Level 7 - You have calculated how much you need to retire, and you have a savings plan in place*
Why it Matters
Retirement is probably going to be one of the single biggest purchases you make. Buying more than a decade’s worth of relaxation and leisure isn’t cheap!
A good rule of thumb is to be saving at least 15% of your annual salary before tax*, but everyone’s vision for retirement is a bit different, so it’s important to think about your unique situation and how that could impact your savings plan.
Goals for this Level
In Level 7 we want to make sure three things are in place:
You have a rough idea of how much you need to save for retirement
You have a rough idea of how much you need to save by what age milestones to get there
You have a rough idea of how much you need to save each month
1 - You have a rough idea of how much you need to save for retirement
Figuring out a rough estimate of how much you need to retire can be challenging due to the effects of inflation. In Canada, you can use a retirement calculator like Wealthsimple's.
At a high level, total savings needed at the start of retirement = Desired Income Per Year of retirement (less any government benefits) multiplied by the number of years you’ll be retired, and taking into account the time value of money. The time value of money is where things get tricky because inflation acts on your money each and every year, the base amount you'll need will increase every year. Starting today, you need to multiply your desired income X 1.02 for every year that passes (we use 2% as an estimate for future inflation because it is the Bank of Canada's target rate, and they do everything in their power to keep inflation in check).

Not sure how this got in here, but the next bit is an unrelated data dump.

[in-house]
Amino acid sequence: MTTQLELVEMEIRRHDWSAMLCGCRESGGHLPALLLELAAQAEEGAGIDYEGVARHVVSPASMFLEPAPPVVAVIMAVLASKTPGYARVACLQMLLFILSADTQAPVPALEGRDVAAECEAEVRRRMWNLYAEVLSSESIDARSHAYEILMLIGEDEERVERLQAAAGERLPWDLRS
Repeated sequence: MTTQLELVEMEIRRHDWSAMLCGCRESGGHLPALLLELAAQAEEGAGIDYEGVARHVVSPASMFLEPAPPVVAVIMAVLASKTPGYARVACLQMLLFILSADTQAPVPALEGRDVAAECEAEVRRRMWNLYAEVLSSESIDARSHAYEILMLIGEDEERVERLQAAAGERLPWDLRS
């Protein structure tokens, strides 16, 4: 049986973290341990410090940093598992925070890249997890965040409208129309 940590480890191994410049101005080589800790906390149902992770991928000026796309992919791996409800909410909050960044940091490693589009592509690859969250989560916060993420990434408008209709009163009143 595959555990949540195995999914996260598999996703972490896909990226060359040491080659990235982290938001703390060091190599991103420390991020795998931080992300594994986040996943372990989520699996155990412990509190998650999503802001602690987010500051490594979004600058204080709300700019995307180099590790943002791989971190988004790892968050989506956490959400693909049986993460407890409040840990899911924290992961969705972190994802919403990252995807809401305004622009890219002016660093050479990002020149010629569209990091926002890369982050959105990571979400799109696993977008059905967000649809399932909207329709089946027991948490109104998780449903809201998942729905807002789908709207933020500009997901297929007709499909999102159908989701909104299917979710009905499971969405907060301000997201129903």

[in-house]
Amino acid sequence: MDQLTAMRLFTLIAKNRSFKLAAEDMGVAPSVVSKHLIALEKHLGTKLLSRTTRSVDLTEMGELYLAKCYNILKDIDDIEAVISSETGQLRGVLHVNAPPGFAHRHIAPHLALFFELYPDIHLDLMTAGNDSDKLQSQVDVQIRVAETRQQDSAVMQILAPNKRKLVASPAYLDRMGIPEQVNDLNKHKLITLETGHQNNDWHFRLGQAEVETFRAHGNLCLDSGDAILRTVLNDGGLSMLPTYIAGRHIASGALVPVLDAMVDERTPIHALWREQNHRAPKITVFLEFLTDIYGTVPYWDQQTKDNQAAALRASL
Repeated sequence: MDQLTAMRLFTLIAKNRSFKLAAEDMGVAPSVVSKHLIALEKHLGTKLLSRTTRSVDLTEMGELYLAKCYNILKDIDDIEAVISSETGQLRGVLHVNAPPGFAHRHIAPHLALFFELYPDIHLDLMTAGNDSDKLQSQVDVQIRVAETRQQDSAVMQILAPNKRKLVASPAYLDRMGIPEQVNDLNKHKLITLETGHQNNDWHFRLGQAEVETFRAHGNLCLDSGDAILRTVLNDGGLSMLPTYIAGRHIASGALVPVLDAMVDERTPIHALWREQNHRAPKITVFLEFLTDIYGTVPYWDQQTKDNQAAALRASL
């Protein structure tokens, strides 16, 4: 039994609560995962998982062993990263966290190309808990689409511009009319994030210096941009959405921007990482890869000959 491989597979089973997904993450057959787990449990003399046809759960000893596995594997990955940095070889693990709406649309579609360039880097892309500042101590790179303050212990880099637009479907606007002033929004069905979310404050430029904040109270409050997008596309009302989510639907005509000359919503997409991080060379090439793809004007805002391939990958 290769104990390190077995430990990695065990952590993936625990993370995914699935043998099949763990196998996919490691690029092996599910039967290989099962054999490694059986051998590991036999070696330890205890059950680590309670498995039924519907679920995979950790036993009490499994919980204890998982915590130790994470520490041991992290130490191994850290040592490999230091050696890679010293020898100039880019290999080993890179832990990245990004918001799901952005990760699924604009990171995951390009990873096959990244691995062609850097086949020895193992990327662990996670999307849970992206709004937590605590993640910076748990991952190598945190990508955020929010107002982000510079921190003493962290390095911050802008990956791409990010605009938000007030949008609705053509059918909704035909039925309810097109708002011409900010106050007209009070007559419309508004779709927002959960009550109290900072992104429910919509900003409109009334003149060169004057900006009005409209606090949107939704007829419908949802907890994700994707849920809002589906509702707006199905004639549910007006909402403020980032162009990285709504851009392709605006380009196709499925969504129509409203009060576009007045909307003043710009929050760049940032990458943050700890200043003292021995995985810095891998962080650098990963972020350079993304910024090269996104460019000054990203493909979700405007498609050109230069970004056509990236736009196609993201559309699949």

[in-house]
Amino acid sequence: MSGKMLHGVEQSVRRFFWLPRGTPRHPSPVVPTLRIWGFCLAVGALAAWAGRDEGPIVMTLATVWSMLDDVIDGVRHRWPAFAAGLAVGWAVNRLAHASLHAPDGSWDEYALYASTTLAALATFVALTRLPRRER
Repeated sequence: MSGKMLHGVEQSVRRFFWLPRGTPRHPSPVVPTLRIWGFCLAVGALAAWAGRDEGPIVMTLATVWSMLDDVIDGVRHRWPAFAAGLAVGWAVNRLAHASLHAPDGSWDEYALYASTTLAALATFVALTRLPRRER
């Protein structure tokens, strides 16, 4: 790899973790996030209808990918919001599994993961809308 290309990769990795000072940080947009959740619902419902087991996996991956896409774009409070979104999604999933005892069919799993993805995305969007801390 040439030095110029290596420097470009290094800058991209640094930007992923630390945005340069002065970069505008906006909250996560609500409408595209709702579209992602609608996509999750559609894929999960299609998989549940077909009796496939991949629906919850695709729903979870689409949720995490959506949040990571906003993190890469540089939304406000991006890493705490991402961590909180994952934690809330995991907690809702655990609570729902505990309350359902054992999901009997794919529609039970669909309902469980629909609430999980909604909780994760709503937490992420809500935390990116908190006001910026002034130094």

Let’s break those factors down one by one:
Desired Income per Year: This is how much you want to be able to ‘pay’ yourself in retirement. Many financial experts recommend aiming for around 70% of your pre-retirement income. For example, if you are making $75,000 now, you may want to aim for a pre-retirement income of $52,500. The reason you likely won’t need your full salary in retirement is that many Canadians have their mortgage paid off by the time they retire (and thus have no ongoing housing expenses) and once you hit retirement, you no longer have to save for it (which means that 15% chunk of your salary you are currently putting into retirement savings, you don’t need to!). A 2016 Survey from Sunlife Canada found that Canadian retirees were living on 62% of the income they had before retiring. JP Morgan also has a great chart showing the change in household spending of Americans with a bachelor’s degree or higher over time.